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Cisco’s 2014 Annual Security Report offers a dim forecast in the wake of high profile breaches like Target, predicting an “unprecedented growth” in more sophisticated attacks that are difficult to detect and deter, ultimately undermining trust in systems, applications, and organizations.

“Using methods ranging from the socially engineered theft of passwords and credentials to stealthy, hide-in-plain-sight infiltrations that execute in minutes, malicious actors continue to exploit public trust to effect harmful consequences. However, the trust problem goes beyond criminals exploiting vulnerabilities or preying on users through social engineering: it undermines confidence in both public and private organizations,” the report states.

“Networks are facing two forms of trust erosion. One is a decline in customer confidence in the integrity of products. The other is mounting evidence that malicious actors are defeating trust mechanisms, thus calling into question the effectiveness of network and application assurance, authentication, and authorization architectures.”

Key analysis in the report includes:

Attacks against infrastructure are targeting significant resources across the Internet

  • Malicious exploits are gaining access to web hosting servers, name servers, and data centers. This suggests the forming of überbots that seek high-reputation and resource-rich assets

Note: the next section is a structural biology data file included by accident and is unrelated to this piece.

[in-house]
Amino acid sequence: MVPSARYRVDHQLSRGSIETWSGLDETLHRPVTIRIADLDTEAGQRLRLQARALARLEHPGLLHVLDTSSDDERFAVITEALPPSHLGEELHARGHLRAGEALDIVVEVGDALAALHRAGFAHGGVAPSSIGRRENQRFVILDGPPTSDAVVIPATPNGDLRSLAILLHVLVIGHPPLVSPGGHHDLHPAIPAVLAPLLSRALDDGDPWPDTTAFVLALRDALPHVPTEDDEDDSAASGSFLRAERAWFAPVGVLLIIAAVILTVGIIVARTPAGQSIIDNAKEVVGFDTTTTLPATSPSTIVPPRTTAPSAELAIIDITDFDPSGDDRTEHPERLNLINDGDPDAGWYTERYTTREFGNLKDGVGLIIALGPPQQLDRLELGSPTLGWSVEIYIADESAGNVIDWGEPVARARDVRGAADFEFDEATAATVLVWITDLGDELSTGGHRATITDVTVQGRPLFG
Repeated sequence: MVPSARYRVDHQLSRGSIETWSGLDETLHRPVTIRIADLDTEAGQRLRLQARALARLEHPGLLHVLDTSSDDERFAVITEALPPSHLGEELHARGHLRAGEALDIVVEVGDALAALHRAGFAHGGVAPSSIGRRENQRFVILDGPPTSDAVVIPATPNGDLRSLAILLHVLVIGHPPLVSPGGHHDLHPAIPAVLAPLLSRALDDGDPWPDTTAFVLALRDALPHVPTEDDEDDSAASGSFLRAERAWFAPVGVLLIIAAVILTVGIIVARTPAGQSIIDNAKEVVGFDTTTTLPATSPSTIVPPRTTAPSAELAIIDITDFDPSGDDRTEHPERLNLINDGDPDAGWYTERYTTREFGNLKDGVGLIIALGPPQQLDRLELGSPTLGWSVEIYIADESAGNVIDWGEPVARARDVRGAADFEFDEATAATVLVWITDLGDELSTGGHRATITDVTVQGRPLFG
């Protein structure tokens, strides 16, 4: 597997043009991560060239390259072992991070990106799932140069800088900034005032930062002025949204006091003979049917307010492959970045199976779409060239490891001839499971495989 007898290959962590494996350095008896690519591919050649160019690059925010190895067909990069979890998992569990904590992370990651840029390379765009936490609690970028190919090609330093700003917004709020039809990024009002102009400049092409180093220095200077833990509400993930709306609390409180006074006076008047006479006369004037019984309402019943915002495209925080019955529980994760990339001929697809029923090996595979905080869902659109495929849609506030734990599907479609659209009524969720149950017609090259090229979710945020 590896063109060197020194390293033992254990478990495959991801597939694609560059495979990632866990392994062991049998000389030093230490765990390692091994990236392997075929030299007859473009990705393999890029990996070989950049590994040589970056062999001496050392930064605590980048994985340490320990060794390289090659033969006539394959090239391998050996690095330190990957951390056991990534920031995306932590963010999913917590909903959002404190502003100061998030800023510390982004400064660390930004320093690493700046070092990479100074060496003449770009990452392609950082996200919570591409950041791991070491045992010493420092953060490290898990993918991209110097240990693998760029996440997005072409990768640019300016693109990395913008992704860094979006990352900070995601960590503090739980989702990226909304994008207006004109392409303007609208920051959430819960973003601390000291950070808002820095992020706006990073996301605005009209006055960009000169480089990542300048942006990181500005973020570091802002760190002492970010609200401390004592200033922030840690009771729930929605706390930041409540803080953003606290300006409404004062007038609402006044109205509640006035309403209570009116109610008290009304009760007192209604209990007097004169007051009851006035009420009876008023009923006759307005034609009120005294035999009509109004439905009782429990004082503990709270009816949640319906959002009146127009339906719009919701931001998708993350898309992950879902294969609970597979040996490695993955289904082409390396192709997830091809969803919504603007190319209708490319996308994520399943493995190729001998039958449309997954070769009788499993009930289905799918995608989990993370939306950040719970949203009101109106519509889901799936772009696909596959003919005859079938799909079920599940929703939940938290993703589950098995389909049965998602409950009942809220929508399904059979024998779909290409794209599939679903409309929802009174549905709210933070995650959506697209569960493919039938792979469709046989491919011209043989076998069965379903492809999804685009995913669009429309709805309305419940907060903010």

• Buffer errors are a leading threat, at 21% of the Common Weakness Enumeration (CWE) threat categories
  • Malware encounters are shifting toward electronics manufacturing and the agriculture and mining industries at about 6x the average encounter rate across industry verticals

Malicious actors are using trusted applications to exploit gaps in perimeter security

  • Spam continues its downward trend, although the proportion of maliciously intended spam remains constant
  • Java comprises 91% of web exploits; 76% of companies using Cisco Web Security services are running Java 6, an end-of-life, unsupported version
  • “Watering hole” attacks are targeting specific industry-related websites to deliver malware

Investigations of multinational companies show evidence of internal compromise. Suspicious traffic is emanating from their networks and attempting to connect to questionable sites (100% of companies are calling malicious malware hosts)

  • Indicators of compromise suggest network penetrations may be undetected over long periods
  • Threat alerts grew 14% year over year; new alerts (not updated alerts) are on the rise
  • 99% of all mobile malware in 2013 targeted Android devices. Android users also have the highest encounter rate (71%) with all forms of web-delivered malware

Read More Here (PDF)…